Big Tech's addiction to illegal, overreaching NDAs protects wage discrimination, sexual harassment, and other evils by "terrorizing" employees

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Aren’t contracts and NDAs rendered invalid when used to cover criminal activity?


Another portion of the employee NDA to consider: a no-poaching clause even if you’re the one they’re letting go and even if you aren’t a recruiter or hiring manager. Noncompetes are illegal in California but (-not an expert-) it appears those no recruitment ones are legal. While poaching is considered disdainful by some, I think it is good for workers. Ironically on the recruitment side, the same companies with those in their NDAs actively engage in it. Recruiters who are well trained and can pull it off are much sought after. As a non-recruiter future employee somewhere else, that doesn’t seem fair especially if the NDA company let me go. However, I think it is only binding (by law) for 6 months after leaving a company.

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we need a private legal system as there’s a slim chance someone might receive justice in the actual justice system.

biz can’t take that risk - though they reserve that right for themselves

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Yes, but part of the problem is that when an individual signs a contract like this w/ an organization, they’re entering into a 1-to-many relationship, where the “many” are way more protected from liability than the “1”.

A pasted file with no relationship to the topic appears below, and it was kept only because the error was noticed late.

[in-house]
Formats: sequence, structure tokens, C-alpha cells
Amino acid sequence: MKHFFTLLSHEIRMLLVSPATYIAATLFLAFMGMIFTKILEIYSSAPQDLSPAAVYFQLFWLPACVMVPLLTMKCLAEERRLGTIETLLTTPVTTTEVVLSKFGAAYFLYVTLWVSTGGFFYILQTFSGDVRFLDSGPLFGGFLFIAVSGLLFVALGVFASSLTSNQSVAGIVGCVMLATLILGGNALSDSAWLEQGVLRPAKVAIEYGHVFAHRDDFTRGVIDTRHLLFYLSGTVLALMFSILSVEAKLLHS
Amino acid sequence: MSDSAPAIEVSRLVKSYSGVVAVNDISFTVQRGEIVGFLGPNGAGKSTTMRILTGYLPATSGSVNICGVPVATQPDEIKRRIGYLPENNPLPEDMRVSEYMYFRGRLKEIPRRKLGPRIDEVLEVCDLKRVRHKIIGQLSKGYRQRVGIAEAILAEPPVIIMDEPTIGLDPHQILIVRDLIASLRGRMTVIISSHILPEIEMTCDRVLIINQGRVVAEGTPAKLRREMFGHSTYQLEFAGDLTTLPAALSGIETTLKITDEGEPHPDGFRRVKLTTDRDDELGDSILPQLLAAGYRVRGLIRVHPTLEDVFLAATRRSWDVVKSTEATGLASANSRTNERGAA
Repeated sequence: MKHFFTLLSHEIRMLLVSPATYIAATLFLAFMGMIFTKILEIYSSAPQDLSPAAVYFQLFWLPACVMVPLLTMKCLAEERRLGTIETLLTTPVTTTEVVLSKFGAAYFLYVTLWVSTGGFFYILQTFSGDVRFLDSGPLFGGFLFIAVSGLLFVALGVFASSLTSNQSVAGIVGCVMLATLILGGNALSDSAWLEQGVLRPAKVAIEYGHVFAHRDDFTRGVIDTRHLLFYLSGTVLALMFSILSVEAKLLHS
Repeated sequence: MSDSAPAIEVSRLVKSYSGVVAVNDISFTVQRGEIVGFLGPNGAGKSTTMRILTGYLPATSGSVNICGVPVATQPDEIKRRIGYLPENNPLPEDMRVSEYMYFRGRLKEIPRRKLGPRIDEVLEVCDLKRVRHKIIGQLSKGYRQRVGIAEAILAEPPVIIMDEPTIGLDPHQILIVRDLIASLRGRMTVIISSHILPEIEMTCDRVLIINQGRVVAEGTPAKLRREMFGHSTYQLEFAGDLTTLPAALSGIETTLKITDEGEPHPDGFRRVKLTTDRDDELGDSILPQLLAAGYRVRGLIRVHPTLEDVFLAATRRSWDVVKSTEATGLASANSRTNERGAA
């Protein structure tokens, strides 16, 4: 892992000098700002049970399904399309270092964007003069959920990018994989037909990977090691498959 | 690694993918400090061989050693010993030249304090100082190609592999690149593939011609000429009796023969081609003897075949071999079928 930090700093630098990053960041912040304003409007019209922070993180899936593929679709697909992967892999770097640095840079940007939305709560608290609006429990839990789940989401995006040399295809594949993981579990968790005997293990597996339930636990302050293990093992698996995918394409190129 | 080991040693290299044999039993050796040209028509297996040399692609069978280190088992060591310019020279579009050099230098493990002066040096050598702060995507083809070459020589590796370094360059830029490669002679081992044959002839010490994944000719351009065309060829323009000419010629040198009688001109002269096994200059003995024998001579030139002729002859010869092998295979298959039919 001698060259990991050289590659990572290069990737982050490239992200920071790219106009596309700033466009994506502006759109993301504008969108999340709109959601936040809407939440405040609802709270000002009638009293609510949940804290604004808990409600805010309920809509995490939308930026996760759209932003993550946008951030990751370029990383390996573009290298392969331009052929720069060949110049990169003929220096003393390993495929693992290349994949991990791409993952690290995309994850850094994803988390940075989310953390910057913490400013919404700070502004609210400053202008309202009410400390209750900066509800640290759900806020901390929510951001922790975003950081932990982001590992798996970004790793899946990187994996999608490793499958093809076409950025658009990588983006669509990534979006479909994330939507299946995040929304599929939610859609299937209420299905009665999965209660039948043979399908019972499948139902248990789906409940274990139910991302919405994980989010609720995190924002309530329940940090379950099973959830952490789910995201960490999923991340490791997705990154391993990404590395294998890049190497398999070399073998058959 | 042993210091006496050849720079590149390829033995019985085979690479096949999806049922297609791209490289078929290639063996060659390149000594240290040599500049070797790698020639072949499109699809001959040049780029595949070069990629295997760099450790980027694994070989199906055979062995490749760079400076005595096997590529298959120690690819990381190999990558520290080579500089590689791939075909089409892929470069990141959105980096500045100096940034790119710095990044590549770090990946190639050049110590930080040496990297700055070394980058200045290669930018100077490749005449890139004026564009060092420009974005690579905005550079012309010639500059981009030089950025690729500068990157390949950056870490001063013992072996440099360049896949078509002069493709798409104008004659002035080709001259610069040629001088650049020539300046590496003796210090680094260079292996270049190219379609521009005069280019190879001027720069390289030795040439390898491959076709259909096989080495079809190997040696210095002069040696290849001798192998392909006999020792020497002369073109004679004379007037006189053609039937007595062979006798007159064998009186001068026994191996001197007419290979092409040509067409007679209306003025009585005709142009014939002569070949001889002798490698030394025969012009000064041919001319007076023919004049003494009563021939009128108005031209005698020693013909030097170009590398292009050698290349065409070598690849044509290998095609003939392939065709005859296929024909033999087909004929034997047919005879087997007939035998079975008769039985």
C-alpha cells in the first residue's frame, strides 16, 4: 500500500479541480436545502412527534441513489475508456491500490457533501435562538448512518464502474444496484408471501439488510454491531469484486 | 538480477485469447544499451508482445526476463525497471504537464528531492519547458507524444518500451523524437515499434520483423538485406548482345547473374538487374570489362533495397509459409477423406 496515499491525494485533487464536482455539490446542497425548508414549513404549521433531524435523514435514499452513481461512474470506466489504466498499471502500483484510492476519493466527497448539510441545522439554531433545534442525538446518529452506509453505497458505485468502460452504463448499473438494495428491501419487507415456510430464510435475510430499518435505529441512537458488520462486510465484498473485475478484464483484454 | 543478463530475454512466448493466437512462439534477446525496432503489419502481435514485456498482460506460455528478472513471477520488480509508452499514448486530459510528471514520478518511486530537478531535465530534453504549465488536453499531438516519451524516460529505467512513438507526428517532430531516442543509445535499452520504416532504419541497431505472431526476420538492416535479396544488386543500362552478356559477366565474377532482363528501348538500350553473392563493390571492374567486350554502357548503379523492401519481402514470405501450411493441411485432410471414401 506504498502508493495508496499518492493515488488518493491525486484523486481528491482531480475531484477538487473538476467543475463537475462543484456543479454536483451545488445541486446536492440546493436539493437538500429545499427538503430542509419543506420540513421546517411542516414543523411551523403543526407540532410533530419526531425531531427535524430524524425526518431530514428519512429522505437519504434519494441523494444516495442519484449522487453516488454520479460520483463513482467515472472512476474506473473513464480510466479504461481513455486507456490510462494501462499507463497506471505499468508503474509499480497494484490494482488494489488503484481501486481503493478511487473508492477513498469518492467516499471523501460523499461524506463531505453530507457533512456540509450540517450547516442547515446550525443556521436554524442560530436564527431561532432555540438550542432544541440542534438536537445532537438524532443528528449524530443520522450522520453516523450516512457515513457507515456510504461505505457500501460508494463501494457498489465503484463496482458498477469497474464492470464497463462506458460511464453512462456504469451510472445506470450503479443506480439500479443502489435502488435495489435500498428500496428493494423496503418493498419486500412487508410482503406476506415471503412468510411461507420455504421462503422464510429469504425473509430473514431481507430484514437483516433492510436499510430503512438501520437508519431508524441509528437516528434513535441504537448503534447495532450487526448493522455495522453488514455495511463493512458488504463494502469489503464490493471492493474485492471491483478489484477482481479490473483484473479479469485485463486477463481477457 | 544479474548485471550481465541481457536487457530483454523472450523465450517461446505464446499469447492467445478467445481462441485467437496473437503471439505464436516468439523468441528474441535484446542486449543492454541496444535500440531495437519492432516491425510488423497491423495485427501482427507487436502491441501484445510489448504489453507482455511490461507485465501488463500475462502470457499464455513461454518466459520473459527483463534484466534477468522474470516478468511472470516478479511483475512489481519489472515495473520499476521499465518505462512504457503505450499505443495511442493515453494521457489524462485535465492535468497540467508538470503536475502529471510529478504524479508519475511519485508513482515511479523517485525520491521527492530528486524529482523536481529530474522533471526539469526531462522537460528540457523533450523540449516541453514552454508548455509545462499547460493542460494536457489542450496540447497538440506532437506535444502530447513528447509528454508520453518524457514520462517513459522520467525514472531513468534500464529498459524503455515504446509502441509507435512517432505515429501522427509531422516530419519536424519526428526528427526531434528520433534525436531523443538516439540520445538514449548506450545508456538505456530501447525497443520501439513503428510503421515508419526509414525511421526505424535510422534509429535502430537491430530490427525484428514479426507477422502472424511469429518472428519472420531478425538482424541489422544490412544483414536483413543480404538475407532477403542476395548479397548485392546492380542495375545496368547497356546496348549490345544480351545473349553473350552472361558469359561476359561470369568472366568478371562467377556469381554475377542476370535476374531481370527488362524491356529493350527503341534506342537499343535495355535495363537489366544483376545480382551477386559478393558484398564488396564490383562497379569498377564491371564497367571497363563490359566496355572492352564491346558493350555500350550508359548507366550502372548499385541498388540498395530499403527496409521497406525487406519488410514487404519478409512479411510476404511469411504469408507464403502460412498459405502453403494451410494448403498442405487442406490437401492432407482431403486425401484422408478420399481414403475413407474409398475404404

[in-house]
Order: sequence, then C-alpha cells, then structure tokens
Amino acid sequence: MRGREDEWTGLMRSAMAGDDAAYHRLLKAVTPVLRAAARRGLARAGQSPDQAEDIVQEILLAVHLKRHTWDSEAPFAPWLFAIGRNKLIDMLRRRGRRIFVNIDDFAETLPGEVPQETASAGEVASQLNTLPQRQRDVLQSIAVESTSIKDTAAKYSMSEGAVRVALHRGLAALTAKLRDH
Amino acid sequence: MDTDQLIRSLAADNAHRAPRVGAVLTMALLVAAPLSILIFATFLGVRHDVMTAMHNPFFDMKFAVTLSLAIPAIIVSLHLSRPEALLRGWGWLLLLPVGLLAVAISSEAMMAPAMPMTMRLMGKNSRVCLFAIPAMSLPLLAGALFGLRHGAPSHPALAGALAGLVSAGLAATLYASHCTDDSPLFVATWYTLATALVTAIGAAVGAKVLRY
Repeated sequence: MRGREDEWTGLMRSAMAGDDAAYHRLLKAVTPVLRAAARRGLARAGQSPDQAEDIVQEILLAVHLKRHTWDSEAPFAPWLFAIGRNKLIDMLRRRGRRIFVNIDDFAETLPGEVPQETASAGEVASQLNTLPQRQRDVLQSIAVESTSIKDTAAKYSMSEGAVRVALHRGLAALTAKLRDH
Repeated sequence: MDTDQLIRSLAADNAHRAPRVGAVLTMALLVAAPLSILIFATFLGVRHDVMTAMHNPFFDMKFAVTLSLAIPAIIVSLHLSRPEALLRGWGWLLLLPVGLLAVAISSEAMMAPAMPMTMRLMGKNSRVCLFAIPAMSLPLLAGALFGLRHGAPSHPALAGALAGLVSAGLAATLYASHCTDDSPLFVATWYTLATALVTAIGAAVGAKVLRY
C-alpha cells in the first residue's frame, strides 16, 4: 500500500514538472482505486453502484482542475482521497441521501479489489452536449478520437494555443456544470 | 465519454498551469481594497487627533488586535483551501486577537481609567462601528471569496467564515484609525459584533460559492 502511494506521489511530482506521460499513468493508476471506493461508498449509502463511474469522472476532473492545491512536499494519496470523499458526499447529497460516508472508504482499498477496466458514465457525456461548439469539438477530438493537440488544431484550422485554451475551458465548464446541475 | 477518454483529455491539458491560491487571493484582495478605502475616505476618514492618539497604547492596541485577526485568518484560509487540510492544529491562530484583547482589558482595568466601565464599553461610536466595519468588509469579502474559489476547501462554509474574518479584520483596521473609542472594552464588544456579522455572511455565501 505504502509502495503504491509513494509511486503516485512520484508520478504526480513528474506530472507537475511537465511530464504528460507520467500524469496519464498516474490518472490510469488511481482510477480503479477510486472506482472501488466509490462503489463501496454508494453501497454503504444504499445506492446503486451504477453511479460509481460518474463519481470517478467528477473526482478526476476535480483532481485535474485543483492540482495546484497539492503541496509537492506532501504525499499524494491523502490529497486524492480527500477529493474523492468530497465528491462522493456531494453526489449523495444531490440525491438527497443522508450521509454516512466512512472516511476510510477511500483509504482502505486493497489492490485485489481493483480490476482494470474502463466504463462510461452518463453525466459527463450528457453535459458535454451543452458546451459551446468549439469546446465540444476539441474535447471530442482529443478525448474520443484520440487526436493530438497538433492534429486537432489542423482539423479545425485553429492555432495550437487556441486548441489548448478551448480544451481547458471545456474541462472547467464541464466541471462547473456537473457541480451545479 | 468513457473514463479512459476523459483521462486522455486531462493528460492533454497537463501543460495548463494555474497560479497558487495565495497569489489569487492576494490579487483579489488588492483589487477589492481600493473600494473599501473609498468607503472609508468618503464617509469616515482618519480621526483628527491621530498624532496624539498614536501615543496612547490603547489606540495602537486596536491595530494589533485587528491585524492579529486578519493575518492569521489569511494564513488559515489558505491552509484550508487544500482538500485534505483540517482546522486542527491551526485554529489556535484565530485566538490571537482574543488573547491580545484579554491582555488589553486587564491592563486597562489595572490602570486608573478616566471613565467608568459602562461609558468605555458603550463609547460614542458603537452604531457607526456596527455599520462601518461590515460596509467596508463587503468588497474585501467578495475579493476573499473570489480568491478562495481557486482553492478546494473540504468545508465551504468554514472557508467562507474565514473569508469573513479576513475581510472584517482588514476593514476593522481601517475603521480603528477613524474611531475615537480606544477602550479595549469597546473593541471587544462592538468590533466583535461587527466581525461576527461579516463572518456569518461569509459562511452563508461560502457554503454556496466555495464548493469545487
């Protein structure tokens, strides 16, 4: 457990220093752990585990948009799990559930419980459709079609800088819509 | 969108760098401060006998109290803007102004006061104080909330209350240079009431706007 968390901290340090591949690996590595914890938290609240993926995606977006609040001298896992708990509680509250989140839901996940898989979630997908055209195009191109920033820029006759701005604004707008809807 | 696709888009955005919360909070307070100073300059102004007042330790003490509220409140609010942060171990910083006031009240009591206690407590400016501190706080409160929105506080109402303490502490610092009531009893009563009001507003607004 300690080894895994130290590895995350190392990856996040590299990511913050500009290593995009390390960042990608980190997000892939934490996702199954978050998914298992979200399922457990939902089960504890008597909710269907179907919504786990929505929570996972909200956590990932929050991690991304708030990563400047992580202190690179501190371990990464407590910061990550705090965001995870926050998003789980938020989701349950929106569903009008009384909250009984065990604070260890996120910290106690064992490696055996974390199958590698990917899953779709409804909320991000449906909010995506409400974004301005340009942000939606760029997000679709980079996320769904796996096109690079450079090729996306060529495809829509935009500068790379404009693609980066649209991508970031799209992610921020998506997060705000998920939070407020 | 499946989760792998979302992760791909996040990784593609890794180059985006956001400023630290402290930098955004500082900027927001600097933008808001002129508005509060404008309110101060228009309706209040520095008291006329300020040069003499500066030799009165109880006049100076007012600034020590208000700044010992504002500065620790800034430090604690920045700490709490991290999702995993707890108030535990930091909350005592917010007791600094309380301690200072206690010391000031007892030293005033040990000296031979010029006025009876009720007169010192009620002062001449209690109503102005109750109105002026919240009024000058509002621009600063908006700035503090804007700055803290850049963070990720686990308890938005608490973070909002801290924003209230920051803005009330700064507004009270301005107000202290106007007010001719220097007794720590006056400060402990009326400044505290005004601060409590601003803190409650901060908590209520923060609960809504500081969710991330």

No super related, but one of these days, I want @doctorow to bring up the topic of arbitration clauses, along with the other one riding shotgun, no-class-action clauses, that are in nearly every Terms of Use contract.

A huge majority of ToU’s have these clauses, and a very small minority of those contracts have an opt-out provision. I opted out of Flickr’s (now Smugmug’s) arbitration agreement by sending a US Mail letter. Without any negotiation or attempts to retain my paid usage, they just interpreted it as “OK, he just wants to delete his account”, and my 10 year old account with thousands of images was deleted. (Granted, they do not have an opt out provision, but I did it anyway, fully ready to accept the consequences.)

Like the Fortune article says about NDAs, “for now, any checks on the use of NDAs may have to come from political leaders,” the same will hold true for arbitration clauses.

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